I’ve not written an article on Paul before because I’ve always felt, how can I do him justice, but given what’s going on at present, I thought now is the time.
For those of us of a certain generation Paul is simply known as The Maestro, a title he well deserves.
A player of outstanding talent who never let Celtic down, he was,always there for us.
Paul McStay is a Grand-nephew of former Celtic team captain and manager Jimmy McStay, so playing for Celtic was in the family blood.
Paul was already highly regarded as a player Celtic Boys Club, but he really came to prominence when he scored two goals and was man of the match as Scotland schoolboys defeated their English counterparts 5.4 at Wembley in front of a live TV audience in June 1980.
He signed for Celtic aged seventeen and made his senior Celtic debut in a 4-0 home Scottish Cup win over Queen of the South on January 21st 1982.
In 1982 he captained Scotland to victory in the UEFA European Under-18 Championship. I think this is the only major trophy Scotland have won.
Paul’s talent was so significant that he quickly became a first team regular. He was a key man under Billy McNeill and then Davie Hay and soon earned international recognition with Scotland-by the age of 21, he had collected two league titles plus a Scottish Cup and a League Cup winners medals.
It was during the course of Celtic’s wonderful Centenary season of 1987-88 that Paul was at his magnificent best. Anyone who witnessed that season will tell you that Paul had no peers, he was simply outstanding and I think it was then that the name “The Maestro was christened by the support. It was certainly when it became mainstream amongst the support
Paul had everything required in his locker to be an outstanding central midfielder, impeccable touch and footwork, he was composed and elegant in possession and had the vision and ability to dissect any defence with a single pass. He would pick the ball up and glide effortlessly past opponents before delivering an inch perfect killer pass.
He added another Scottish Cup winners medal to his list in 1989, but it would be some time before any more silverware came his way. By the early 1990s, Paul had the burden of captaining one of the poorest Celtic sides in history. Years of under-investment in the playing squad saw Celtic struggle badly. His talent was still there for all to see, but many of his team mates shouldn’t have been anywhere near a Celtic jersey.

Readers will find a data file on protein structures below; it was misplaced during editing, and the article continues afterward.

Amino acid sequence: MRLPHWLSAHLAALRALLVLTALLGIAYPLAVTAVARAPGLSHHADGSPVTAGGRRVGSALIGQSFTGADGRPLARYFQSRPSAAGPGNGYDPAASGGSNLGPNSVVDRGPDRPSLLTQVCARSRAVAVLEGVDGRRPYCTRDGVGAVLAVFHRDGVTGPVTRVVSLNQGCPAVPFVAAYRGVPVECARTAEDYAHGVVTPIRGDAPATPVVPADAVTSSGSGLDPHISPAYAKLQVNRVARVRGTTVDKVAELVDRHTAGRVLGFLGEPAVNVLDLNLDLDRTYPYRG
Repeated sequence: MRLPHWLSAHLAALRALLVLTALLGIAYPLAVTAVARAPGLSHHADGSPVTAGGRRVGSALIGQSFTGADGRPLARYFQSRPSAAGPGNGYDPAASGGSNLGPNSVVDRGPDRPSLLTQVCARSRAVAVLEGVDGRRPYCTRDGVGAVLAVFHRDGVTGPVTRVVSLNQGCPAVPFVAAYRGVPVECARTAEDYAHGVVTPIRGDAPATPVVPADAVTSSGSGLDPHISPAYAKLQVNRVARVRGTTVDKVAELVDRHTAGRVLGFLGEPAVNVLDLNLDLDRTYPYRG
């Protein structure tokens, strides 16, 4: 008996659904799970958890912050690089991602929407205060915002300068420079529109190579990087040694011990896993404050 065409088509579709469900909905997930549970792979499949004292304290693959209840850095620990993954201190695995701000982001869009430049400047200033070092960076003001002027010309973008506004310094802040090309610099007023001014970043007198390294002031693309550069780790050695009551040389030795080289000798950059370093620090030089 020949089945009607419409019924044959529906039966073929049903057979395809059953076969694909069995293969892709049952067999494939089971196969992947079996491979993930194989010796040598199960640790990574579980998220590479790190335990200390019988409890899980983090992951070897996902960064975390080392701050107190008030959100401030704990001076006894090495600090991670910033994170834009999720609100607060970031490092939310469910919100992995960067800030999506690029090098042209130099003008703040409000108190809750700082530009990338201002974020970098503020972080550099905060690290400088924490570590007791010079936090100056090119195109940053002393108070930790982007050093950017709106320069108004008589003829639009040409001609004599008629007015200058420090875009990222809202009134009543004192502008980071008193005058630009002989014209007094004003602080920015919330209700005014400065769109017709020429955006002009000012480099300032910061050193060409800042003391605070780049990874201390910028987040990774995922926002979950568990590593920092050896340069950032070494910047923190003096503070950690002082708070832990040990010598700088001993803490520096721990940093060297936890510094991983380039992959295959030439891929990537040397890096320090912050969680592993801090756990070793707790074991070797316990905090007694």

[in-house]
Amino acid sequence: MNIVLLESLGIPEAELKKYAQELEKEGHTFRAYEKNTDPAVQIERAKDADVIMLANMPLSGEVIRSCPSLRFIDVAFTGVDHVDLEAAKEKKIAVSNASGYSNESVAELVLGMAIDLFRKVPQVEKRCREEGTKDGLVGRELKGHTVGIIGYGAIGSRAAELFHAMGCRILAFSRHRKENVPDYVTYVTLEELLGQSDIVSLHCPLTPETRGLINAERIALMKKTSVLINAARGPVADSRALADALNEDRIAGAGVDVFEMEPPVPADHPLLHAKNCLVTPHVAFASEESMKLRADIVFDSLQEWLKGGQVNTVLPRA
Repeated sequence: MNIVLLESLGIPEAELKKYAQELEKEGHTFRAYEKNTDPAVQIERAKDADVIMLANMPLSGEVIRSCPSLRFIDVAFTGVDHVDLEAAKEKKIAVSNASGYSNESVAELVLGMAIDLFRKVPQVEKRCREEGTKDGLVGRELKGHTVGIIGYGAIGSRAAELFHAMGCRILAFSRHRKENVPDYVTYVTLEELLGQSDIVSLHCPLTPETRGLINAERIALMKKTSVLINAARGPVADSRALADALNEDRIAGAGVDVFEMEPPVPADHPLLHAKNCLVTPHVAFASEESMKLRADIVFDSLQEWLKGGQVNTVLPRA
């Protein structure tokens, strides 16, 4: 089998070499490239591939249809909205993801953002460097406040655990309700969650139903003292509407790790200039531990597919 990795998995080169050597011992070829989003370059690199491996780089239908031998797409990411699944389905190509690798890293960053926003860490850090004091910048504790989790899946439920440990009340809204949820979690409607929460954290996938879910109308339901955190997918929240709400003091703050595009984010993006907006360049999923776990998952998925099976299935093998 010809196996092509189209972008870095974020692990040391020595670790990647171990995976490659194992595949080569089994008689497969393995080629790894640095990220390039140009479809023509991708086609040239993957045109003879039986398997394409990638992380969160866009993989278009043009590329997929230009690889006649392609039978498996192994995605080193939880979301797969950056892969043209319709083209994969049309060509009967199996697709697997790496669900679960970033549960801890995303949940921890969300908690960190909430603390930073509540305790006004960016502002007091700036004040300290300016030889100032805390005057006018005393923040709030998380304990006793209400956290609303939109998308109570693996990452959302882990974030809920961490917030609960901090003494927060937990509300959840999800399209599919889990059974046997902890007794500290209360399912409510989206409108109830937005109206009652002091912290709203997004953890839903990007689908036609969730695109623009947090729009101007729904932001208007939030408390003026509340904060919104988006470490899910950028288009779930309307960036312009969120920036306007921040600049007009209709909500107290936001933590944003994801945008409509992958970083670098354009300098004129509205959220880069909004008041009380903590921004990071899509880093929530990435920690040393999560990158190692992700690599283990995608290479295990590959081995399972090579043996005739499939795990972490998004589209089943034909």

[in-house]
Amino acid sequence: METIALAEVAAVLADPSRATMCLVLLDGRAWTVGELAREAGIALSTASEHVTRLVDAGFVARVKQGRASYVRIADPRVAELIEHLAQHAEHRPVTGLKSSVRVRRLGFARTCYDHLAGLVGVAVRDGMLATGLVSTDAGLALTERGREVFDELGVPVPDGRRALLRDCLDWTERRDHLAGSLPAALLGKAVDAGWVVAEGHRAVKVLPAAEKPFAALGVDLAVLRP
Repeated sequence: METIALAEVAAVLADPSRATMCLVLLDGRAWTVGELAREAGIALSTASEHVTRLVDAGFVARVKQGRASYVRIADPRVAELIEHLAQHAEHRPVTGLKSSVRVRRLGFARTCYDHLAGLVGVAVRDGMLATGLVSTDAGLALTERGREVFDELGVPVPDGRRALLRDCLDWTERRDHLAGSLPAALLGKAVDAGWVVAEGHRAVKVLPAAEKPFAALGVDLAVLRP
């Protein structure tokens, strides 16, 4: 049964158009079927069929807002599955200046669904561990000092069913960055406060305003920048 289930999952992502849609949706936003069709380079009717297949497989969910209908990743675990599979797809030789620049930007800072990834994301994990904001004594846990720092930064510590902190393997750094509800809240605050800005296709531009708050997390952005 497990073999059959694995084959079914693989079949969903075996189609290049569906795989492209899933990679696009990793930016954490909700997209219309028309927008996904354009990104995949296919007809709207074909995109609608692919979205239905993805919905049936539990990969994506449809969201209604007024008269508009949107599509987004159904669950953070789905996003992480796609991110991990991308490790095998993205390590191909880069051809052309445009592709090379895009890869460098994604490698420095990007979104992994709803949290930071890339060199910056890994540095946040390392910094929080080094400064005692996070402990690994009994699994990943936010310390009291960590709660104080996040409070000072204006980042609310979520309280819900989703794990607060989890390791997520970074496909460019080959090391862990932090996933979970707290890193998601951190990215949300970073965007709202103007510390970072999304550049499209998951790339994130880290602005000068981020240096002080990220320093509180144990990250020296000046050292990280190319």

Of course, it’s well documented that Paul missed a decisive penalty in 1994 in a shoot-out as Celtic blew a golden chance to claim their first major trophy since 1989 against Raith Rovers.
I still think that Gordon Marshall should have saved 3 of the Raith penalties that day.
A wee footnote to that day is that Dave Narey was the official man of the match, another fabulous player of his generation, although I have to be honest and say I wasn’t thinking that about Dave that day.
When Celtic finally lifted another major trophy in 1995, there is no doubt it was made even sweeter that it was Paul who lifted the Scottish Cup against Airdrie.
A footnote to that game is that Les Mottram was the ref, the man who became famous for not awarding Dundee Utd a goal against Partick Thistle, when the ball had hit the back of the net. It was then picked up by a Thistle player in the area-not the goalkeeper-and punted away. He didn’t award a penalty either. Crazy.
An ankle injury forced Paul’s surprise retirement at the end of the 1996-1997 season.
Paul made 678 appearances for Celtic, scoring 72 goals.
He won 3 League medals, 4 Scottish Cup and 1 League Cup winners medals.
In 2002 he was voted in as one of Celtic’s greatest players ever as part of the greatest Celtic team ever in a poll conducted by the club’s fans.
Paul is one of the finest, most talented and most respected Celtic players ever.
I had the pleasure of a very quick meeting with Paul, in St Andrews of all places. Me and Paddy Bhoy were queuing up to play The Himalayas, a fancy putting course. At certain times of the day,non members can play. Paddy said Paul McStay is behind us in the queue and he was.
It summed him up for me, him and some of his children were queuing up like the rest of us, humble, as ever.
I thanked him for all he had done for Celtic and he replied it was a pleasure.
That sums him up for me. A true gentleman and a Celtic great.
Once again, can I thank the wonderful Celtic wiki, who help me, so much, in piecing these articles together.